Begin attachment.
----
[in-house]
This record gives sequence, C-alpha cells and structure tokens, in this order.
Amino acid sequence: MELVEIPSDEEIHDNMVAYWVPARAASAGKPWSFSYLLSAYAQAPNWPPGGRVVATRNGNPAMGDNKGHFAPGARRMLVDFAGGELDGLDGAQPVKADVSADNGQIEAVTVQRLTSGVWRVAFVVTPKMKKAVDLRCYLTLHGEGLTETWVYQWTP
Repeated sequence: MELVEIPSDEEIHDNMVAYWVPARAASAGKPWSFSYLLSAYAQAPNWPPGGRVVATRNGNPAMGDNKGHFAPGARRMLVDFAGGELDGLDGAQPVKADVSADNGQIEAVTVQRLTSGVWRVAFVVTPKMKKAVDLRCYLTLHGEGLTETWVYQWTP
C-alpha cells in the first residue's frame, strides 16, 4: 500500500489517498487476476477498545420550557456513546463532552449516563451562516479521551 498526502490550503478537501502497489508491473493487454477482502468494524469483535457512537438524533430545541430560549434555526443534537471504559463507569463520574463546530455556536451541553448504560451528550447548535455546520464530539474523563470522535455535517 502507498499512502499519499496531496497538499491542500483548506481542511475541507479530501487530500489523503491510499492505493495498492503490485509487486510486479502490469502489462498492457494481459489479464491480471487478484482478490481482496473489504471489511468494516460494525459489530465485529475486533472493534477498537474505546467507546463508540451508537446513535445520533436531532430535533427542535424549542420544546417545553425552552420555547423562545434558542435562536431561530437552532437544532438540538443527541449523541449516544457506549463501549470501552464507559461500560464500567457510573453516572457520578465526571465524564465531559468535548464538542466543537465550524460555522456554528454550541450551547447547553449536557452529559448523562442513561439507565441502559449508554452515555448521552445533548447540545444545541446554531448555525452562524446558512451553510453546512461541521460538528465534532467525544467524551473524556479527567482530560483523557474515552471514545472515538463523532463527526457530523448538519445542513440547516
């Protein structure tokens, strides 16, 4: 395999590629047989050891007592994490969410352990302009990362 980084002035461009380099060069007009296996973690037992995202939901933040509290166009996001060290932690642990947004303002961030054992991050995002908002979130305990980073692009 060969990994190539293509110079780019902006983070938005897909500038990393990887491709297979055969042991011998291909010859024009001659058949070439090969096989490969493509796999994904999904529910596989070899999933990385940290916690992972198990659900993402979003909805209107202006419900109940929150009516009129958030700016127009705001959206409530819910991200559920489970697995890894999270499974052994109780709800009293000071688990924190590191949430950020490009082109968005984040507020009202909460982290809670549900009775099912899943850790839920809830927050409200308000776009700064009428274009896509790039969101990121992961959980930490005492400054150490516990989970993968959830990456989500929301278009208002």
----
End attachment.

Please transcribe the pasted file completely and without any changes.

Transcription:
[in-house]
This record gives sequence, C-alpha cells and structure tokens, in this order.
Amino acid sequence: MELVEIPSDEEIHDNMVAYWVPARAASAGKPWSFSYLLSAYAQAPNWPPGGRVVATRNGNPAMGDNKGHFAPGARRMLVDFAGGELDGLDGAQPVKADVSADNGQIEAVTVQRLTSGVWRVAFVVTPKMKKAVDLRCYLTLHGEGLTETWVYQWTP
Repeated sequence: MELVEIPSDEEIHDNMVAYWVPARAASAGKPWSFSYLLSAYAQAPNWPPGGRVVATRNGNPAMGDNKGHFAPGARRMLVDFAGGELDGLDGAQPVKADVSADNGQIEAVTVQRLTSGVWRVAFVVTPKMKKAVDLRCYLTLHGEGLTETWVYQWTP
C-alpha cells in the first residue's frame, strides 16, 4: 500500500489517498487476476477498545420550557456513546463532552449516563451562516479521551 498526502490550503478537501502497489508491473493487454477482502468494524469483535457512537438524533430545541430560549434555526443534537471504559463507569463520574463546530455556536451541553448504560451528550447548535455546520464530539474523563470522535455535517 502507498499512502499519499496531496497538499491542500483548506481542511475541507479530501487530500489523503491510499492505493495498492503490485509487486510486479502490469502489462498492457494481459489479464491480471487478484482478490481482496473489504471489511468494516460494525459489530465485529475486533472493534477498537474505546467507546463508540451508537446513535445520533436531532430535533427542535424549542420544546417545553425552552420555547423562545434558542435562536431561530437552532437544532438540538443527541449523541449516544457506549463501549470501552464507559461500560464500567457510573453516572457520578465526571465524564465531559468535548464538542466543537465550524460555522456554528454550541450551547447547553449536557452529559448523562442513561439507565441502559449508554452515555448521552445533548447540545444545541446554531448555525452562524446558512451553510453546512461541521460538528465534532467525544467524551473524556479527567482530560483523557474515552471514545472515538463523532463527526457530523448538519445542513440547516
């Protein structure tokens, strides 16, 4: 395999590629047989050891007592994490969410352990302009990362 980084002035461009380099060069007009296996973690037992995202939901933040509290166009996001060290932690642990947004303002961030054992991050995002908002979130305990980073692009 060969990994190539293509110079780019902006983070938005897909500038990393990887491709297979055969042991011998291909010859024009001659058949070439090969096989490969493509796999994904999904529910596989070899999933990385940290916690992972198990659900993402979003909805209107202006419900109940929150009516009129958030700016127009705001959206409530819910991200559920489970697995890894999270499974052994109780709800009293000071688990924190590191949430950020490009082109968005984040507020009202909460982290809670549900009775099912899943850790839920809830927050409200308000776009700064009428274009896509790039969101990121992961959980930490005492400054150490516990989970993968959830990456989500929301278009208002």